Located just a short hop from central Tokyo, in the western suburb of Hachiōji, Mount Takao has long been popular with day-trippers. Many international visitors head to the mountain for a little light hiking as well, particularly since the Michelin Green Guide gave the peak a three-star rating in 2007.
“Before the Michelin rating, Mount Takao had two million annual visitors,” explains Sakamoto Tameaki, a guide for the Hachiōji Tourist Association. That figure has now risen to three million, making it the most visited mountain in the world.
While happy about the increased profile of the mountain, Sakamoto laments that many visitors fail to take advantage of all that Takao has to offer and merely make the trip because it is included in their guidebooks. “Some people think it’s popular because it’s near central Tokyo, not too tall, and easy to climb. But in my opinion, the Michelin ranking and the growing number of tourists illustrate the natural, historical, and culinary appeal of Takao.”
Sakamoto explains that the mountain boasts 1,600 plant varieties. “That is around the same number of wild plant species in all of Britain,” he exclaims. “It is a small botanical reserve.” He proudly points out Takao’s many cultural treasures. “The Yakuōin temple is almost 1,300 years old and has a number of impressive buildings and memorials. The mountain is also famed as the residing place of the legendary tengu [a long-nosed supernatural being similar to a goblin]. In summer, you can enjoy a drink at a beer garden that sits 500 meters above sea level. There are lots of popular kinds of food too, including soba topped with tororo [grated yam] and tenguyaki sweets. Instead of just taking the cable car to the top and back, I wish people would explore Mount Takao more. That is why I decided to become a volunteer guide.”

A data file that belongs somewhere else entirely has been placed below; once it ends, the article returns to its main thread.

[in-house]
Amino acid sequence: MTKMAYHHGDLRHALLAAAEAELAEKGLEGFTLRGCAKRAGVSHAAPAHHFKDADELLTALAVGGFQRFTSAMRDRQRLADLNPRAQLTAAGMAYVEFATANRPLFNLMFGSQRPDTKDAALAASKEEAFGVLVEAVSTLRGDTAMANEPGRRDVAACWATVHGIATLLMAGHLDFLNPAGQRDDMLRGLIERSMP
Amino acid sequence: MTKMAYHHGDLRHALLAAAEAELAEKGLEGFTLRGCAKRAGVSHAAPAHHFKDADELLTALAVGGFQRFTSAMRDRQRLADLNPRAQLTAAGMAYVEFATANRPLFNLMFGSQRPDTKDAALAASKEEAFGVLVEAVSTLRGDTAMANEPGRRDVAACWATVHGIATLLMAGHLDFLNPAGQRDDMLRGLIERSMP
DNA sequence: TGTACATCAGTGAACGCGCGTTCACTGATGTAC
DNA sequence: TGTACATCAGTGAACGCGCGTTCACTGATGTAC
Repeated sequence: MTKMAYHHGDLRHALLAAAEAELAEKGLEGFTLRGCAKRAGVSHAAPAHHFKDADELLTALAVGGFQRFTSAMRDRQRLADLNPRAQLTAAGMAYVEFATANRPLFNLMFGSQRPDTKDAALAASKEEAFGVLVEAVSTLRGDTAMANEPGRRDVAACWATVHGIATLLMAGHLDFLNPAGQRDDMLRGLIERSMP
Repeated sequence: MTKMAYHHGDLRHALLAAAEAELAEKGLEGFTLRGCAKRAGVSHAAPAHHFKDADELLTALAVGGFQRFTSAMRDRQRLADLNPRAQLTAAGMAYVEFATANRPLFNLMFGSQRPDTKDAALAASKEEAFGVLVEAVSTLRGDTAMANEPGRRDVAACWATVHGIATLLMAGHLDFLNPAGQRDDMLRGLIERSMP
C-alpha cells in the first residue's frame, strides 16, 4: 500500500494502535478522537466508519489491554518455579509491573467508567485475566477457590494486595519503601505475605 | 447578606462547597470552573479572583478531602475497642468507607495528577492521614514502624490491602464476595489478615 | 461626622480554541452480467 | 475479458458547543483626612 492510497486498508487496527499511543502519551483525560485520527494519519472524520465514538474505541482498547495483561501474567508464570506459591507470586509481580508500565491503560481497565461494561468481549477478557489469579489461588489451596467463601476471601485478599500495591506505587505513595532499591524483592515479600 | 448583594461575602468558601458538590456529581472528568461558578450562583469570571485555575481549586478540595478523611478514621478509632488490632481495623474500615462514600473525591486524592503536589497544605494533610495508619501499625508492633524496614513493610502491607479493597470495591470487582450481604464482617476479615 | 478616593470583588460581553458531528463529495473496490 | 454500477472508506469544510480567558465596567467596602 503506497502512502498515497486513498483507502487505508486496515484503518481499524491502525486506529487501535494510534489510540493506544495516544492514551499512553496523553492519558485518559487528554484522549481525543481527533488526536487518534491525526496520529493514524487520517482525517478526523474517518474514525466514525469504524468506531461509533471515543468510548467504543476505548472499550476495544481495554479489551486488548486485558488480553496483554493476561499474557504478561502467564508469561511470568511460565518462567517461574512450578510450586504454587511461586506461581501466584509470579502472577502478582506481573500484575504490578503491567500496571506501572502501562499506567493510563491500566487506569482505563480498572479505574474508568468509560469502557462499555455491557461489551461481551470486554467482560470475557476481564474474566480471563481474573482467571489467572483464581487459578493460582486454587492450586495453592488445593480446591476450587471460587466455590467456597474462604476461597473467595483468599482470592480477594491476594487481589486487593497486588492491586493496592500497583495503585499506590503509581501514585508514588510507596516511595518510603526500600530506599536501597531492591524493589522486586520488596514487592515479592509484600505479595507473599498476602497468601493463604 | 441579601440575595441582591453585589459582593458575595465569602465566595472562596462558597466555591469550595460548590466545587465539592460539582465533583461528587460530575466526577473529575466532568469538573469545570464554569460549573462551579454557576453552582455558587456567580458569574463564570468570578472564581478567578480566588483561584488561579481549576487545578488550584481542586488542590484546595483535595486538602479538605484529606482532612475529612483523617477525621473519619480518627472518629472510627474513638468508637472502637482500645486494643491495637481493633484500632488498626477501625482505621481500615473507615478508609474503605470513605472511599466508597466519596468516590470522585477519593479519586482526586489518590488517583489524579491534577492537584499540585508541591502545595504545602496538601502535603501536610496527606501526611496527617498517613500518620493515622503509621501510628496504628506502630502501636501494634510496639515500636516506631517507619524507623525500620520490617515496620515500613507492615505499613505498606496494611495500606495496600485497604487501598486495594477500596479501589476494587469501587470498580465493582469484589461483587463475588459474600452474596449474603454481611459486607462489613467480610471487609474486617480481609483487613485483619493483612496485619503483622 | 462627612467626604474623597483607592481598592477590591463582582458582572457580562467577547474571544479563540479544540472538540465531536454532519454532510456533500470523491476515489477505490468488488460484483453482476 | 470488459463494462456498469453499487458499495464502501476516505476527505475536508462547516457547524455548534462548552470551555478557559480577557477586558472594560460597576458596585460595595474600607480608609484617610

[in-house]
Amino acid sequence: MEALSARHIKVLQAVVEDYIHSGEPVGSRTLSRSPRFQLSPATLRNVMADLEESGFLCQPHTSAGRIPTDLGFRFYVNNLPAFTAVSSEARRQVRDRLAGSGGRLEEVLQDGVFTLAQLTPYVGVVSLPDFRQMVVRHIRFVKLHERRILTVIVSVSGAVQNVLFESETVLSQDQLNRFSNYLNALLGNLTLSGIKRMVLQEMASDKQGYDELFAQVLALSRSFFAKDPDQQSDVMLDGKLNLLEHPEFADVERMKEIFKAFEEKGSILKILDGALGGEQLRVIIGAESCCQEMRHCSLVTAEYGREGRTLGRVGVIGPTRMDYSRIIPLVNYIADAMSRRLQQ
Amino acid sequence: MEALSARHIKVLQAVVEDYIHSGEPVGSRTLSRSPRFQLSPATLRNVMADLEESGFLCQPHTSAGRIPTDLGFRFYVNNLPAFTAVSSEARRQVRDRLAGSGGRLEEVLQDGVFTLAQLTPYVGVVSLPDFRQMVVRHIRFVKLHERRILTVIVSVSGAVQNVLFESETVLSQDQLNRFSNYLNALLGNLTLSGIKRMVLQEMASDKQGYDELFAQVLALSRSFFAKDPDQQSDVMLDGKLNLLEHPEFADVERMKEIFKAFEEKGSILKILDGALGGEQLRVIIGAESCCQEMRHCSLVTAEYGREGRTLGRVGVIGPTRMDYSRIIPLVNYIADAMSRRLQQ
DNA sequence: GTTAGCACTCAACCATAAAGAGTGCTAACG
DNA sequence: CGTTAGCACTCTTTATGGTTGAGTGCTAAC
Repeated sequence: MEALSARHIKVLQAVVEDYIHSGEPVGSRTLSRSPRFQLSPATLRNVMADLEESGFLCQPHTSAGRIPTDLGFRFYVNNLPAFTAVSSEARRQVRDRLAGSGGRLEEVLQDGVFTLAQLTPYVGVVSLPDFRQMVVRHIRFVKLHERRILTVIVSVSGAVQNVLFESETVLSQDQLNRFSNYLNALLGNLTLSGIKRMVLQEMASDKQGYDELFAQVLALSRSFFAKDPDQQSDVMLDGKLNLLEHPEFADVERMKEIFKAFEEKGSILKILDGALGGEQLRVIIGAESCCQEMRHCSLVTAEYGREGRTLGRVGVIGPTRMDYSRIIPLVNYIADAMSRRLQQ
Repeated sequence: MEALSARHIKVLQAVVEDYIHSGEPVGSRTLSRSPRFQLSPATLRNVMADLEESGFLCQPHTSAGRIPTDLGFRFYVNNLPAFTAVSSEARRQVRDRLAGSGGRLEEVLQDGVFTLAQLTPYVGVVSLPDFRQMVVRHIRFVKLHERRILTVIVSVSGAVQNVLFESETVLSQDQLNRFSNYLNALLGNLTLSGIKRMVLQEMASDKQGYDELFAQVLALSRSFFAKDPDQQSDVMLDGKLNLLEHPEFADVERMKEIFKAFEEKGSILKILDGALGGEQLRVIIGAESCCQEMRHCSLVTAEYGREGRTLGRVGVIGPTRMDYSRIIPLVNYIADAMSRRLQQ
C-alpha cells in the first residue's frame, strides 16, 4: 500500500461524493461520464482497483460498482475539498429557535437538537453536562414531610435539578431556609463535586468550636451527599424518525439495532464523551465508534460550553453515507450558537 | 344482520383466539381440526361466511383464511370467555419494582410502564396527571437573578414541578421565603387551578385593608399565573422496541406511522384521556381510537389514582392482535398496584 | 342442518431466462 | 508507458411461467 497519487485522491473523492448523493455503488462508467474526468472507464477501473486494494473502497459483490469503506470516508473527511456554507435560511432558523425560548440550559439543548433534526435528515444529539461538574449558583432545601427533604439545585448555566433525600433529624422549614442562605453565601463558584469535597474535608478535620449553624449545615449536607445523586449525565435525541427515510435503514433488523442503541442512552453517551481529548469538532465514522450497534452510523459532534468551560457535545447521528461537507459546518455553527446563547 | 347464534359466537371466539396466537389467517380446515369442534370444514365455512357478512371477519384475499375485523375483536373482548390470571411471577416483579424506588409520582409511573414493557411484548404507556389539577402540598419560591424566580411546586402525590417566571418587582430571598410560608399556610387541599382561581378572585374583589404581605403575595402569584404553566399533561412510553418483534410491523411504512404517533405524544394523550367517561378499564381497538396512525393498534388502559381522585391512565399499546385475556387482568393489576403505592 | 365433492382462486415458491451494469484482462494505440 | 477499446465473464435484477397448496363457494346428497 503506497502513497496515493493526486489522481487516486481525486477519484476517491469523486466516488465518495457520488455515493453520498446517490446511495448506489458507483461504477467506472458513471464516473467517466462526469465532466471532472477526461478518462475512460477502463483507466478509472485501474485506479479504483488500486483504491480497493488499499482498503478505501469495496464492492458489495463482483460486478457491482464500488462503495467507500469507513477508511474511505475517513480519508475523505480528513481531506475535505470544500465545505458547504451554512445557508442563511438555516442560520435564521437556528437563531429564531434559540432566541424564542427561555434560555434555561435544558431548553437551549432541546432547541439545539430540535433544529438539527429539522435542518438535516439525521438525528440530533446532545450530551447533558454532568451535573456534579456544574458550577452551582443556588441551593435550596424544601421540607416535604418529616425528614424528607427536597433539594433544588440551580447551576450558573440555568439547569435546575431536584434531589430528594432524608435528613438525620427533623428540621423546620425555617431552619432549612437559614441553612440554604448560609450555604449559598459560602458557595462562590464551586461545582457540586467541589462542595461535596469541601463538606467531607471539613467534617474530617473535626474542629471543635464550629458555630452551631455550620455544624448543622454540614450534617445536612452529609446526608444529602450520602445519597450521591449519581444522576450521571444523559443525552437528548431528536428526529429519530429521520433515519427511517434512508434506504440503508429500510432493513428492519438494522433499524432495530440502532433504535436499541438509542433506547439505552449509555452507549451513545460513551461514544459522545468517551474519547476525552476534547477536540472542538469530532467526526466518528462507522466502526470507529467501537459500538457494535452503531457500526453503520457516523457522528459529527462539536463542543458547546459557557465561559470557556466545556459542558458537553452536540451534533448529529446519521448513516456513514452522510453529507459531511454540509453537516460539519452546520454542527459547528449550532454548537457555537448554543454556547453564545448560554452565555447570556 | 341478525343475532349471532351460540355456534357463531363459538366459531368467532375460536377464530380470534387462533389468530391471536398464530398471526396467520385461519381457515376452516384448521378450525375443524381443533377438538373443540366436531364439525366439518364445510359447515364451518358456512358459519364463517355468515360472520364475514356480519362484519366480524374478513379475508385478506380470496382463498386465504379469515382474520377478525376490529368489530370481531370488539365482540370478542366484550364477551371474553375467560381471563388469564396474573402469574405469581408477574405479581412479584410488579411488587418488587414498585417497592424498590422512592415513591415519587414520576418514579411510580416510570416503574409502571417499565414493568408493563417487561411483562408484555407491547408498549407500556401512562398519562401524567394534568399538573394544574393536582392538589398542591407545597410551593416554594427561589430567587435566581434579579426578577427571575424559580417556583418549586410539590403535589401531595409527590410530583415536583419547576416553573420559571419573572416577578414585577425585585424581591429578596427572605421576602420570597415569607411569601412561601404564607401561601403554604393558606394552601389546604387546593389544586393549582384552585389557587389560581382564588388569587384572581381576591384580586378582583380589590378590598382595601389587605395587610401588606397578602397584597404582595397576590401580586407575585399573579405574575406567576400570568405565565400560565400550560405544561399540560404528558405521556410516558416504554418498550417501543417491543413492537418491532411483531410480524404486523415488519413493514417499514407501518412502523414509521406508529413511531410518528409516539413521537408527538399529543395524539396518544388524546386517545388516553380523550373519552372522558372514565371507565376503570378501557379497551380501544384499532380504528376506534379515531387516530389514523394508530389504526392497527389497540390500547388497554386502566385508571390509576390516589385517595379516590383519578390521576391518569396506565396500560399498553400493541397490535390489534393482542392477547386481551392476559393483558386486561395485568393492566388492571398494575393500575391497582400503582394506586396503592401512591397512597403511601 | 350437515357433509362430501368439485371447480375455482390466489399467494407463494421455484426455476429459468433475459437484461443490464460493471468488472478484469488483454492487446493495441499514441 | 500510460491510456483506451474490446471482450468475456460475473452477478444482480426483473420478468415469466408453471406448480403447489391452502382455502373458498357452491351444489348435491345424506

Below are some of Sakamoto’s recommendations for where to go and what to do when visiting Mount Takao.
It takes less than an hour to get from Shinjuku Station to Takaosanguchi Station on the Keiō Takao Line. The station building, completed in 2015, was designed by world-renowned architect Kuma Kengo.
The cable car and chairlift station is a five-minute walk from Takaosanguchi Station. Both the cable car and chairlift deposit visitors a little over 100 meters shy of the 599-meter summit. The cable car takes 6 minutes to reach the top and the chairlift 12 minutes.
Japan’s steepest cable car route reaches a maximum incline of 31 degrees.
Many visitors start their ascent from the cable car’s Takaosan Station, which is only 130 meters from the summit.
Passengers are closer to nature on the two-seater chairlifts.